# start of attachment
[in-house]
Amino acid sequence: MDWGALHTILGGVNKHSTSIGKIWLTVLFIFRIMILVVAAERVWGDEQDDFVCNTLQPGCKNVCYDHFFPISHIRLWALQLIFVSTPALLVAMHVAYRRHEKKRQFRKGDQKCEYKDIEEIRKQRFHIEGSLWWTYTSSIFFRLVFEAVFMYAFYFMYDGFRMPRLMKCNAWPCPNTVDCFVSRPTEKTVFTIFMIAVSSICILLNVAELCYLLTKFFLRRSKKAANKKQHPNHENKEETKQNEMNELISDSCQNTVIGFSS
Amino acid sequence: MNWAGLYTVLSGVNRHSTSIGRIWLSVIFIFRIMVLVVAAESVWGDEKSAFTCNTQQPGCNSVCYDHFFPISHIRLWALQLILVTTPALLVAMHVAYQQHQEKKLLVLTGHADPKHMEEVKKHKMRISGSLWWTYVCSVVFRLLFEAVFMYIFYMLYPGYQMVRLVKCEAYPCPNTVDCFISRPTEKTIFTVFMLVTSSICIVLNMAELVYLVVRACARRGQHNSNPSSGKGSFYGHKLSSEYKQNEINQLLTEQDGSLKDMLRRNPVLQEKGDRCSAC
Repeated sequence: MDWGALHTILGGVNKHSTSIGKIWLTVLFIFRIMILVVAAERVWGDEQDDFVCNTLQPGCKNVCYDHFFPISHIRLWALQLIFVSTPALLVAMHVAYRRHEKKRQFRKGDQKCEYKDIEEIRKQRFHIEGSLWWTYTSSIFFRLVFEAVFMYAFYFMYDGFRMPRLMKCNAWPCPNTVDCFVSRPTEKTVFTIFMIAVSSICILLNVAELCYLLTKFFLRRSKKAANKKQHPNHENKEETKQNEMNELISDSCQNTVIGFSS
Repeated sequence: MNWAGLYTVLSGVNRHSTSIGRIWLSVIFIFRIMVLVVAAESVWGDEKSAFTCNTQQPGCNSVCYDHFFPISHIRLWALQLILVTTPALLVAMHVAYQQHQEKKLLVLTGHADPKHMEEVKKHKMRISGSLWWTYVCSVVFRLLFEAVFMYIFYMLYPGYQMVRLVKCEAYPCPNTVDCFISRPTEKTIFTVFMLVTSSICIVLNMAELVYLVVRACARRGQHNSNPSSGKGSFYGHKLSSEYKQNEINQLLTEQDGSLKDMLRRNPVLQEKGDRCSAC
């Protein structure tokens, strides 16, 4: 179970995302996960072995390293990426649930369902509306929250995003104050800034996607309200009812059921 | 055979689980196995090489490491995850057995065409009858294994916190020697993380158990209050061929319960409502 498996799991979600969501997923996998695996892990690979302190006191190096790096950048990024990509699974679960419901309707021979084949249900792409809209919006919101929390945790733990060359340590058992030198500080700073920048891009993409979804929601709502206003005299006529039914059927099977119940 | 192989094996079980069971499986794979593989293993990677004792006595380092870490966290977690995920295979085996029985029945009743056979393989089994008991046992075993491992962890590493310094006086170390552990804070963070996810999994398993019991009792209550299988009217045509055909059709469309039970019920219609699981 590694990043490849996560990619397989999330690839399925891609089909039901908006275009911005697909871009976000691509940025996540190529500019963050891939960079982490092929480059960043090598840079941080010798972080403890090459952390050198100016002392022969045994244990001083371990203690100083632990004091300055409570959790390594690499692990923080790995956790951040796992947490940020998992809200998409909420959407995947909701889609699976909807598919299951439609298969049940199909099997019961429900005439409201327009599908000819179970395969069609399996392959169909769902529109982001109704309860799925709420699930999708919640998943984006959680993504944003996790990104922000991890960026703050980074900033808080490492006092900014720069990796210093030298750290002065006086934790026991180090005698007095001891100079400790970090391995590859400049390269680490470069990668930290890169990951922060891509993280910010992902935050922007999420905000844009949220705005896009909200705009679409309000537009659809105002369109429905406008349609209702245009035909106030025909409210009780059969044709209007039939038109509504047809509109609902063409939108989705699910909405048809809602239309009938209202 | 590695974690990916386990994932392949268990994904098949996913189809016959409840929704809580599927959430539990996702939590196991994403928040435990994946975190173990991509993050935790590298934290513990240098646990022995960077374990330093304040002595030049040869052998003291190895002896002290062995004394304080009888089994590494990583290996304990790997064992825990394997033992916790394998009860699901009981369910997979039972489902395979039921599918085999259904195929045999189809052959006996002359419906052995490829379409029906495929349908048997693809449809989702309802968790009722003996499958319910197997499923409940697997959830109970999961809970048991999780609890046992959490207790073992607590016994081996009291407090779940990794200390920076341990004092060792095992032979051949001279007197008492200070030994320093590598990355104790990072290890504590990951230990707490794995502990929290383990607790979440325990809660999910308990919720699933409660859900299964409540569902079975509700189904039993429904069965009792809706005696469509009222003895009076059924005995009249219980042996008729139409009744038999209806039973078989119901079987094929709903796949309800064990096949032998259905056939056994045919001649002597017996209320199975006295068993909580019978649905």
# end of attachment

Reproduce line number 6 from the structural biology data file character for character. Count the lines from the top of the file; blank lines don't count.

């Protein structure tokens, strides 16, 4: 179970995302996960072995390293990426649930369902509306929250995003104050800034996607309200009812059921 | 055979689980196995090489490491995850057995065409009858294994916190020697993380158990209050061929319960409502 498996799991979600969501997923996998695996892990690979302190006191190096790096950048990024990509699974679960419901309707021979084949249900792409809209919006919101929390945790733990060359340590058992030198500080700073920048891009993409979804929601709502206003005299006529039914059927099977119940 | 192989094996079980069971499986794979593989293993990677004792006595380092870490966290977690995920295979085996029985029945009743056979393989089994008991046992075993491992962890590493310094006086170390552990804070963070996810999994398993019991009792209550299988009217045509055909059709469309039970019920219609699981 590694990043490849996560990619397989999330690839399925891609089909039901908006275009911005697909871009976000691509940025996540190529500019963050891939960079982490092929480059960043090598840079941080010798972080403890090459952390050198100016002392022969045994244990001083371990203690100083632990004091300055409570959790390594690499692990923080790995956790951040796992947490940020998992809200998409909420959407995947909701889609699976909807598919299951439609298969049940199909099997019961429900005439409201327009599908000819179970395969069609399996392959169909769902529109982001109704309860799925709420699930999708919640998943984006959680993504944003996790990104922000991890960026703050980074900033808080490492006092900014720069990796210093030298750290002065006086934790026991180090005698007095001891100079400790970090391995590859400049390269680490470069990668930290890169990951922060891509993280910010992902935050922007999420905000844009949220705005896009909200705009679409309000537009659809105002369109429905406008349609209702245009035909106030025909409210009780059969044709209007039939038109509504047809509109609902063409939108989705699910909405048809809602239309009938209202 | 590695974690990916386990994932392949268990994904098949996913189809016959409840929704809580599927959430539990996702939590196991994403928040435990994946975190173990991509993050935790590298934290513990240098646990022995960077374990330093304040002595030049040869052998003291190895002896002290062995004394304080009888089994590494990583290996304990790997064992825990394997033992916790394998009860699901009981369910997979039972489902395979039921599918085999259904195929045999189809052959006996002359419906052995490829379409029906495929349908048997693809449809989702309802968790009722003996499958319910197997499923409940697997959830109970999961809970048991999780609890046992959490207790073992607590016994081996009291407090779940990794200390920076341990004092060792095992032979051949001279007197008492200070030994320093590598990355104790990072290890504590990951230990707490794995502990929290383990607790979440325990809660999910308990919720699933409660859900299964409540569902079975509700189904039993429904069965009792809706005696469509009222003895009076059924005995009249219980042996008729139409009744038999209806039973078989119901079987094929709903796949309800064990096949032998259905056939056994045919001649002597017996209320199975006295068993909580019978649905």